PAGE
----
Richard Lambert on Shadow Town and fantasy books for kids

Shadown Town by Richard Lambert. Book cover and author photo.


We've sent our Macaw subscribers on a wild ride this month with a thrilling fantasy adventure by award-winning author Richard Lambert. Shadow Town tells the story of misfit Toby, whose life is turned upside down when he stumbles into a mysterious alternative world, Balthasar. There he befriends the enigmatic Tamurlaine and together they set out to find a way for Toby to get back home. It's an exciting, puzzling and hugely original read. Here Richard tells us more about what inspired the intriguing characters and setting, and which fantasy books for kids he recommends you read next.

What inspired you to write Shadow Town?

Many ingredients went into the novel, but it started with the character of Toby. I knew he was socially awkward, that he misunderstood things and got things wrong. I’d been doing lots of writing workshops in schools and noticing that classes, especially in primary school, are like little communities, and that the children can become annoyed as a group by a disruptive member of their community. And sometimes one person can unintentionally wind up others in their class by trying to be funny or impress them. And I suddenly remembered being like that myself when I was a child – completely not getting how things worked, and trying to say the right thing and getting it completely wrong. So it started with Toby.

Are any of the characters inspired by real people? And how about Balthasar?

The characters are all made up, but I use various characteristics that I notice in real people and give them to a character. So, the characters are a mix of invention and reality. With Balthasar, I had the idea of the castle, then gradually it grew from there. I made notes about the place over several years – so I drew on real places that I’ve visited, and photos, paintings, films, and things people told me. Also, a lot of daydreaming. So, the place grew very gradually.

Would you say being a Dreamer is a blessing or a curse?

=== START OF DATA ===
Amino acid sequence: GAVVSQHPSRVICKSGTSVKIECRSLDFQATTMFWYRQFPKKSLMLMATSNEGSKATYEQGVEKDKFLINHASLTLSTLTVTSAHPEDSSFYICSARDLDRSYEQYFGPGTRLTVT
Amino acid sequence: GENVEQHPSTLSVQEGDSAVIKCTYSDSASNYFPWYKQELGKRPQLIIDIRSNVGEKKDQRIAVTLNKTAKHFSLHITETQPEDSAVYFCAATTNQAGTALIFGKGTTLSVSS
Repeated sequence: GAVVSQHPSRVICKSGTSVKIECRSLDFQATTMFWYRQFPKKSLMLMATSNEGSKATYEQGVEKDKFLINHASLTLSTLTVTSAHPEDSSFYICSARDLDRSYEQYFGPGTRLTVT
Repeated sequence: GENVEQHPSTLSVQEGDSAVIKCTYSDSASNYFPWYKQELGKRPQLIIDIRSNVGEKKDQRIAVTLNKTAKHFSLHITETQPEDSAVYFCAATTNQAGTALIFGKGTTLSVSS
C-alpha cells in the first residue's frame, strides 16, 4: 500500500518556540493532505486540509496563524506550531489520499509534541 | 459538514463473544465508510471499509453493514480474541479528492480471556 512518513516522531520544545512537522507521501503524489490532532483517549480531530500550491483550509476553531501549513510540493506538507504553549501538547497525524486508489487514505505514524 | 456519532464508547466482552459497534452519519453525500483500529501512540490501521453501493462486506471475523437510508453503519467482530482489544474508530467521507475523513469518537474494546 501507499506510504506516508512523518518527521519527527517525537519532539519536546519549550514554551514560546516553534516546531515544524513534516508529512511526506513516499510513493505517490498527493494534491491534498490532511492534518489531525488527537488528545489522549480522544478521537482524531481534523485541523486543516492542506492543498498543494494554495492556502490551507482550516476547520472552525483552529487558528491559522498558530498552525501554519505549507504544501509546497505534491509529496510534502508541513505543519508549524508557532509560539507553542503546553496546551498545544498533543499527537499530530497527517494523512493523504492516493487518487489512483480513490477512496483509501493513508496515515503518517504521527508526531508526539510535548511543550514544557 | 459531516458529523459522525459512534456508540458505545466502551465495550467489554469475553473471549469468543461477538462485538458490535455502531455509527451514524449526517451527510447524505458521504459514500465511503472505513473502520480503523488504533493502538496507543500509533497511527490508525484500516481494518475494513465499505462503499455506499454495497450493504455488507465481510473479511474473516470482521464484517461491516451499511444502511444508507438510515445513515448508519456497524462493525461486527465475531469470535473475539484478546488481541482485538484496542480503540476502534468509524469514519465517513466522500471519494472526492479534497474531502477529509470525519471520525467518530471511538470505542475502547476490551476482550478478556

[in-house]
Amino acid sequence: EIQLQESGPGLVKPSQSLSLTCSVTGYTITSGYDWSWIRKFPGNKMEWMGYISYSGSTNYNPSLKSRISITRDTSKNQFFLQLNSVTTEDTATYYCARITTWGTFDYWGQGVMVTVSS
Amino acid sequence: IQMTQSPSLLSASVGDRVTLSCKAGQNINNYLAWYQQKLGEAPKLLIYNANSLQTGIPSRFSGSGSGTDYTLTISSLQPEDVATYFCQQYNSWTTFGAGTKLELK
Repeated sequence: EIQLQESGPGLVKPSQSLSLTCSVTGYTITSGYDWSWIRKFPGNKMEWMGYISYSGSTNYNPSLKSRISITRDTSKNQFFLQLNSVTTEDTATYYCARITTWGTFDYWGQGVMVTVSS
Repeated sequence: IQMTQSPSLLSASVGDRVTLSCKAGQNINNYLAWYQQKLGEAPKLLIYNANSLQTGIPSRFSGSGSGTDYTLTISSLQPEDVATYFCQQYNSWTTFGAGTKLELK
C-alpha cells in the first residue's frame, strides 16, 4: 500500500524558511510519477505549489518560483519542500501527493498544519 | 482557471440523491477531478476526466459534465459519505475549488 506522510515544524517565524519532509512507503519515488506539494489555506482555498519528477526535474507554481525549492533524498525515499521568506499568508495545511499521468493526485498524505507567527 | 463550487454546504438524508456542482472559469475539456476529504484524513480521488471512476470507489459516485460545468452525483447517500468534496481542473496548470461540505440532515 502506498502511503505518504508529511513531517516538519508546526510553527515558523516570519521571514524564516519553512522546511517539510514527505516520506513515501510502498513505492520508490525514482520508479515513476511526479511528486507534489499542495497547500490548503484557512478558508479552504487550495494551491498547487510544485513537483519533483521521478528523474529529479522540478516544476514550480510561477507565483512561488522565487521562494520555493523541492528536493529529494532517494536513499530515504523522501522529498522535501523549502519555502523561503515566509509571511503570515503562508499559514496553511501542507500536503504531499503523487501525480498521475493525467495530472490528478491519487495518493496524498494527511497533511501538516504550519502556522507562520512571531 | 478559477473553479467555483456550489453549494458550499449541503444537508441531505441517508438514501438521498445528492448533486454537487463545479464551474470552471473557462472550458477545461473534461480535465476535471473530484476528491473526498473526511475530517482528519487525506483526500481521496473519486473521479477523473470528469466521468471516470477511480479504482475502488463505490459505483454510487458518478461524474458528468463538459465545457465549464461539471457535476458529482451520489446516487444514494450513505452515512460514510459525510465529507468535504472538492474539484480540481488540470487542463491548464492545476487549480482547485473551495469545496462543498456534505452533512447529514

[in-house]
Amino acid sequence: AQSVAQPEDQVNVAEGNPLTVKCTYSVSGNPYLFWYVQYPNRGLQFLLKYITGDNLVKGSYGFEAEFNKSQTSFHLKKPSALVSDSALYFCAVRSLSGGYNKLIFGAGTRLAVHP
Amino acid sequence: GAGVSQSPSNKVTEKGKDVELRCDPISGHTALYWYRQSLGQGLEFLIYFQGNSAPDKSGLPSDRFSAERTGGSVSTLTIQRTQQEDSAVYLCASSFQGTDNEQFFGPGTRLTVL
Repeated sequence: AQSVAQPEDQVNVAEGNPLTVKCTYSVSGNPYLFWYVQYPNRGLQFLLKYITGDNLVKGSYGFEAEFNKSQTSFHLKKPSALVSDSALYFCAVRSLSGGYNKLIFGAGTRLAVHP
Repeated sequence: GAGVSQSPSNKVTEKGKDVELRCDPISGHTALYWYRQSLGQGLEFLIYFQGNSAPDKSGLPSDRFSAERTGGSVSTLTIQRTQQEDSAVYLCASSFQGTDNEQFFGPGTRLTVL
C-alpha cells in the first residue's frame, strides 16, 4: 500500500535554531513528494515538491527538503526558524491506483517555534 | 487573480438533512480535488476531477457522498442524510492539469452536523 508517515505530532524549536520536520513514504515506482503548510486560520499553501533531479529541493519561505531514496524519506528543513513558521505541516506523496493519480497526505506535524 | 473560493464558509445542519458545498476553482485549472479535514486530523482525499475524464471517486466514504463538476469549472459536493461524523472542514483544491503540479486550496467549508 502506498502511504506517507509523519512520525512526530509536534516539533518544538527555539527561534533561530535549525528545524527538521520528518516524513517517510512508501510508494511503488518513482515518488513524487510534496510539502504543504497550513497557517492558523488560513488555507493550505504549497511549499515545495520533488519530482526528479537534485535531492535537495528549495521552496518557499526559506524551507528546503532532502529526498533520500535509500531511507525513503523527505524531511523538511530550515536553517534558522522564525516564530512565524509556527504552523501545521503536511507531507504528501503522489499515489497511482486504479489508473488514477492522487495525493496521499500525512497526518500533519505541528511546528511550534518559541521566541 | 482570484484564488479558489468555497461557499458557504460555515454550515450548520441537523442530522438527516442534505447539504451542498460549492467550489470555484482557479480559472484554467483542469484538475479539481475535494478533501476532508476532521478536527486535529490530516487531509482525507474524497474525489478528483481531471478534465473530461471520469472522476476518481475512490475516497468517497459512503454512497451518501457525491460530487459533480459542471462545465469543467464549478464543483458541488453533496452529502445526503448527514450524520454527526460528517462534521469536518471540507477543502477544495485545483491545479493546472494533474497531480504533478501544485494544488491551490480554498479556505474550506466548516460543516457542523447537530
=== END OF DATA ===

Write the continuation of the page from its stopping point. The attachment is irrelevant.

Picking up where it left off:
Definitely a bit of both in Balthasar, because the kingdom is under the control of a tyrant and the Dreamers are tightly controlled. I’m working on the sequel at the moment, where the Dreamers decide they’ve had enough of dreaming things up for other people and go on strike.

What would you dream into reality if you could?

Difficult question! I think it changes all the time for me. Sometimes I want to dream into reality something really good for the world, like a piece of technology that would end climate change. But right this minute I’d like to dream myself to a nice little house by the sea where I could sit on the lawn and do nothing all day!

Can you tell us anything about what the future holds for Toby?

Well, at the moment I am writing the sequel to Shadow Town. The sequel takes place a few months after Shadow Town ends, and Toby is a little older ... It features many of the same characters, including Tamurlaine and the villain Malladain, and many adventures and dangers ...

Why did you choose to write books for this age group?

I remember being this age and it was the first time that I began to read a lot. I used to devour novels. I loved reading, and I think I wanted to write something that was as much fun and as exciting as the books I used to read when I was that age.

Do you have a favourite place to write?

I write in various places. I find noise disturbing, so I try and find somewhere quiet to write. I like to go out to write as I will waste time too much time when I stay at home, so I will go to the library in town, or to a quiet cafe (one that doesn’t play music), and write there for an hour or two, then take a walk to refresh myself, then do another stint.

What other books fantasy books for young people would you recommend our subscribers read next?

Oh, nice question! Well, I have a few favourites. Neil Gaiman's The Graveyard Book, which tells the story of Nobody Owens, whose parents are murdered when he is a baby, and who escapes the murderer by crawling into a graveyard where he is brought up by ghosts. It’s like a cup of joyful fun on a miserable day. CS Lewis's The Horse and His Boy. I was surprised and bewitched by the magic of this novel – it’s about a talking horse and it gives the reader a sense of the world’s marvellous possibilities. JRR Tolkien's The Hobbit. As most readers already know, this is about a hobbit, a wizard, some dwarves, a dragon, and a ring. It’s also the story of a journey through a fantastical world that is so richly drawn – with its own language, landscape, and history – that it feels real. And Susan Cooper's The Dark is Rising, about Will Stanton who discovers he can travel back in time and who has to fulfil a quest to defeat evil. It has such a wonderfully strange, spooky atmosphere and sense of place.

Copies of our Shadow Town pack, including a copy of the book and loads of fun activities to go with it, are now available for individual purchase. Grab a copy while stocks last!

This post includes affiliate links to our page, meaning we receive a small percentage of the sale should you purchase through them. Additionally, a percentage from all sales on the platform goes directly to local UK bookshops which is an initiative we're delighted to support!


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